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Dr. Thomas Seyfried is one of the leading pioneer academic researchers in promoting how to treat cancer nutritionally. He’s been teaching neurogenetics and neurochemistry as it relates to cancer treatment at Yale University and Boston College for the past 25 years.He’s written over 150 peer-reviewed scientific articles and book chapters, and has also published a book, Cancer as a Metabolic Disease: On the Origin, Management, and Prevention of Cancer.
The ketogenic diet has actually been used for managing seizures in children for quite some time. While Dr. Seyfried and his team worked on brain cancer and epilepsy in mice, one of his students suggested investigating whether or not a ketogenic diet might also be effective against tumors.
So, in the late ’90s, they began dovetailing their work on ketogenic diets and epilepsy and cancer together, eventually bringing them to a better understanding of how changing your whole-body metabolic state can be effective in targeting and eliminating tumor cells.
Interestingly, clinical medicine has recognized the ketogenic diet as a valuable option in the treatment of epilepsy since the late 90’s.
“I served as the organizer for the Ketogenic Diet Special Interest Group at the American Epilepsy Society,” Dr. Seyfried says.
“We initially started as a small focus group with the folks from Johns Hopkins Medical School, where the diet has had its greatest use and impact. And then we started to grow and substantially increase interest mainly through the efforts of Jim Abrahams.
Jim started the Charlie Foundation for his son Charlie, who went through a near-death experience from seizures and was rescued using ketogenic diets. His colleague, Meryl Streep, the famous movie actress, became very involved in this.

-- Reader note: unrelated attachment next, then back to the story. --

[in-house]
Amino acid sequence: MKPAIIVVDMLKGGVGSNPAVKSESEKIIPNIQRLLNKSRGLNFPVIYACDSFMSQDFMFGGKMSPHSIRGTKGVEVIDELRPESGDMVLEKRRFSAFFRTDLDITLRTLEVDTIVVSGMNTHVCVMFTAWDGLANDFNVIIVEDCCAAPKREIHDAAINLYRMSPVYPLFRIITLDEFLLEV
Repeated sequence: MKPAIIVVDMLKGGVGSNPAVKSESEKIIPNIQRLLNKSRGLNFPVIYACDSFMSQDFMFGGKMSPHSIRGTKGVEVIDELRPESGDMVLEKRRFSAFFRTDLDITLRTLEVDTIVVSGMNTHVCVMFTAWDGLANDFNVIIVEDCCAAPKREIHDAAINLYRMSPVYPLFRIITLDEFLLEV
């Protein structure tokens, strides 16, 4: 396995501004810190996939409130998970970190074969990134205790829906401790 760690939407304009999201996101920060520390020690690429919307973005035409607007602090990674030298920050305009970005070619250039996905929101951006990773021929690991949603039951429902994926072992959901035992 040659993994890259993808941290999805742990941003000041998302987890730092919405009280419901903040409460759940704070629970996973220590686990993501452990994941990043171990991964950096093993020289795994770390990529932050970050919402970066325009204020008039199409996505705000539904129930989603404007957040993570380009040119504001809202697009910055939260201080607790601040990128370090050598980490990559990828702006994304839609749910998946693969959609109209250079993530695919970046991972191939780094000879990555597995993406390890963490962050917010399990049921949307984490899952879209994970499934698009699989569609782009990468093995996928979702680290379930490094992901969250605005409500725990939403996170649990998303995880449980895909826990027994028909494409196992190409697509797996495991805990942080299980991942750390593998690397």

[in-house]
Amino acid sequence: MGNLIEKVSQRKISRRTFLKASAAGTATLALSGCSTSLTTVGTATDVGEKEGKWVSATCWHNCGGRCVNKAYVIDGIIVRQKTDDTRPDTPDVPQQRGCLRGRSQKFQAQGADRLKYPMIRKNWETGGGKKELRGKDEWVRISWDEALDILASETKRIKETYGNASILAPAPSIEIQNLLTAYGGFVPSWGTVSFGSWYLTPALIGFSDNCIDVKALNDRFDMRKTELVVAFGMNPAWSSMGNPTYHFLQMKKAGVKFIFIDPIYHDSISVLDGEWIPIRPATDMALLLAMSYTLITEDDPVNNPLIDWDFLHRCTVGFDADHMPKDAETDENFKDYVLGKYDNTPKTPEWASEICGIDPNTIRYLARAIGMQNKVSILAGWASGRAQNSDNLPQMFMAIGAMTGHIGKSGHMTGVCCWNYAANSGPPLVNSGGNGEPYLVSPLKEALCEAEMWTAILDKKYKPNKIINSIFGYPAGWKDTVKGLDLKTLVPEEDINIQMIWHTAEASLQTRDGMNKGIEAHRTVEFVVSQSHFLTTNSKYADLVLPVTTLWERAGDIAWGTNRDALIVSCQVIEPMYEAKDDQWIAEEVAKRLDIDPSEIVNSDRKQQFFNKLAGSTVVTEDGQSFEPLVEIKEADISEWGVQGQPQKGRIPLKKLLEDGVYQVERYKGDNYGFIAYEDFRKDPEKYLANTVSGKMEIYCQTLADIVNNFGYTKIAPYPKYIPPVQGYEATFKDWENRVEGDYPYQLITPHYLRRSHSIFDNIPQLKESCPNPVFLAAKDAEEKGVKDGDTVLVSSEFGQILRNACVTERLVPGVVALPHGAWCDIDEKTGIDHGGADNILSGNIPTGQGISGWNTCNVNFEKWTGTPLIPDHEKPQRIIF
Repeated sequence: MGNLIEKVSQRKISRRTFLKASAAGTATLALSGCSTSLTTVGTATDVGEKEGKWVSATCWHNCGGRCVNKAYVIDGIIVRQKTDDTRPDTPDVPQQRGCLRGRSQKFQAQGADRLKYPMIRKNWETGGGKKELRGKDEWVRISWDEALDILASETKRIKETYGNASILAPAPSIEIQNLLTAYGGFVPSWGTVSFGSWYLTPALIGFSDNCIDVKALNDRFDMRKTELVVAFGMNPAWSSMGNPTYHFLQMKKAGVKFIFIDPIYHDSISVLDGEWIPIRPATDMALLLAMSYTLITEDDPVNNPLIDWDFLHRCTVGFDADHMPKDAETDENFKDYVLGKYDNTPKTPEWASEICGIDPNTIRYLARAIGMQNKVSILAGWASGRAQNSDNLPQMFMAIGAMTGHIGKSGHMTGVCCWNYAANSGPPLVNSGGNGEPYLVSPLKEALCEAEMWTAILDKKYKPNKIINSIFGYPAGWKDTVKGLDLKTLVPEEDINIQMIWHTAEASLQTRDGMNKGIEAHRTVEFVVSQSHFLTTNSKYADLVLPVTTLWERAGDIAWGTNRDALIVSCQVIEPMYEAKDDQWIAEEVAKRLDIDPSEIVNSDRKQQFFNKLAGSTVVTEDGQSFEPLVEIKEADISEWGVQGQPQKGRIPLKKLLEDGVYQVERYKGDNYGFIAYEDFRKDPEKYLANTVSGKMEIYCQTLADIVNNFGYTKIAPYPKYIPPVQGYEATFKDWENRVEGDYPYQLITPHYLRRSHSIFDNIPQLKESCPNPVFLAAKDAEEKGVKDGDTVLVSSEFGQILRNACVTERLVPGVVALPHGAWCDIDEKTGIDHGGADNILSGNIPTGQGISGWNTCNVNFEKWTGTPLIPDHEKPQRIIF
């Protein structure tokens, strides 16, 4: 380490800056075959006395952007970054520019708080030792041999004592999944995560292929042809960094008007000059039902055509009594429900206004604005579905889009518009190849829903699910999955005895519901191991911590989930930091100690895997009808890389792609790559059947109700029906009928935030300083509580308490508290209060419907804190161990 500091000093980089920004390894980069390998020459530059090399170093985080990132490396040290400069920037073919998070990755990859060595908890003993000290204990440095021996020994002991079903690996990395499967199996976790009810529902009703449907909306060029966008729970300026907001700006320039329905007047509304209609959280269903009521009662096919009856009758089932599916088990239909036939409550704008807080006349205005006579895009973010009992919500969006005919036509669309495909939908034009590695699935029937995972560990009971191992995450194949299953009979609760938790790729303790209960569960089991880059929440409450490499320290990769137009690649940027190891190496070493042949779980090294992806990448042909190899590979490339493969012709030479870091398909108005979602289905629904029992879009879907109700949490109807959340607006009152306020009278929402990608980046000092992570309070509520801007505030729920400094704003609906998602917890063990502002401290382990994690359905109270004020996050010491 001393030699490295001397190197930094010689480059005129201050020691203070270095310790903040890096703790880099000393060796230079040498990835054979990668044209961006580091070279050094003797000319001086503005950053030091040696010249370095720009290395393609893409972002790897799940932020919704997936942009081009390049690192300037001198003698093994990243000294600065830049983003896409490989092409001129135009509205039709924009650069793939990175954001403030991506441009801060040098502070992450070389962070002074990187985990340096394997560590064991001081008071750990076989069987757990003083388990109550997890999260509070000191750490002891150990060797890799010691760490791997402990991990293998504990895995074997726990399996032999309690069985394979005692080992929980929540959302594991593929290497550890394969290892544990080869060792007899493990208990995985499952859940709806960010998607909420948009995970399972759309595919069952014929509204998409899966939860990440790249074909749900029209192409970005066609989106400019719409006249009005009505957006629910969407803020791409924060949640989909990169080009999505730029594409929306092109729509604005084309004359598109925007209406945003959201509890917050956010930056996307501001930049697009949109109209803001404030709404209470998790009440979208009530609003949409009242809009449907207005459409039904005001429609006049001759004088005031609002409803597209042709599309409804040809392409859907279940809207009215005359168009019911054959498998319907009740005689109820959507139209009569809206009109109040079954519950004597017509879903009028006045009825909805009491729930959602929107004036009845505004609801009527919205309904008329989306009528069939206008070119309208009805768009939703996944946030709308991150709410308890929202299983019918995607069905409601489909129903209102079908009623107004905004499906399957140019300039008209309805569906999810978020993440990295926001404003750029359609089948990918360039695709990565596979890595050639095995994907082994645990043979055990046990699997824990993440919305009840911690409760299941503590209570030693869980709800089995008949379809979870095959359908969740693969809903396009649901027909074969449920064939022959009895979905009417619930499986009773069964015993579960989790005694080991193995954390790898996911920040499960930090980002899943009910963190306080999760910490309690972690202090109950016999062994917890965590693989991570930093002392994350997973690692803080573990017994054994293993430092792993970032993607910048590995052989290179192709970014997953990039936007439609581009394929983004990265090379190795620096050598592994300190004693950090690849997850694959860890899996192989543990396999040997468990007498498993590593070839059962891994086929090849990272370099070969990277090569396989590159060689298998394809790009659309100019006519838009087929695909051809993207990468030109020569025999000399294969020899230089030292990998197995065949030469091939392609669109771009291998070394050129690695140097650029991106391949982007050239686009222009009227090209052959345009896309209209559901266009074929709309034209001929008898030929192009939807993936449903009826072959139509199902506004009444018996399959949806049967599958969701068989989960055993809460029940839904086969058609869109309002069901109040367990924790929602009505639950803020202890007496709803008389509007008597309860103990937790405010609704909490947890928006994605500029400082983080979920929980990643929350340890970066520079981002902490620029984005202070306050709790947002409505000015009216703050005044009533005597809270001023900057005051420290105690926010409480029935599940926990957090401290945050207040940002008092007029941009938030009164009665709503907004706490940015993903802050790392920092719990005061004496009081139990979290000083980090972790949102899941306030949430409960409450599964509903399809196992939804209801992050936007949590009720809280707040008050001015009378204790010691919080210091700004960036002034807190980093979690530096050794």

Now the ketogenic diet is receiving considerable attention in the epilepsy community as a first line of approach. Although this is still not widely accepted, I have to admit that the ketogenic diet is now recognized as an important component for the management of refractory seizures in children.”
According to Dr. Seyfried, the mechanism by which the ketogenic diet manages seizures is not nearly as clear as the way the ketogenic diet manages cancer. This is ironic considering that it’s barely known, let alone applied, within oncology circles, while it’s already a first line of treatment for epilepsy. In the case of cancer, it’s well-established that it’s the glucose reduction that kills the cancer cells.
Dr. Seyfried has developed a process called metabolic control analysis, which essentially analyzes the metabolic flux through different pathways that occurs when you transition your body from one major fuel source to another major fuel source, to maintain energy homeostasis in your body. Many believe or are under the impression that cancer is primarily a genetic disease, but Dr. Seyfried dispels such notions.
“We’re not going to make major advances in the management of cancer until it becomes recognized as a metabolic disease. But in order to do that, you have to present a massive counterargument against the gene theory of cancer,” he says.
“One of the key issues here is that if you transplant the nucleus of a cancer cell into a normal cell, you don’t get cancer cells. You can actually get normal tissues and sometimes a whole normal organism from the nucleus of a cancer cell. Now, if the tumors are being driven by driver genes – all these kinds of mutations and things that we hear about – how is it possible that all of this is changed when you place this cancer nucleus into the cytoplasm of a cell with normal mitochondria?
The gene theory cannot address this. It clearly argues strongly against the concept that genes are driving this process. Actually, a very few people inherit genes that predispose them to cancer. Most people inherit genes that prevent cancer. And those few genes that are inherited – the germ line like the BRCA1 mutations, B53, and a few other very rare cancers – these inherited mutations appear to disrupt the function of the mitochondria.”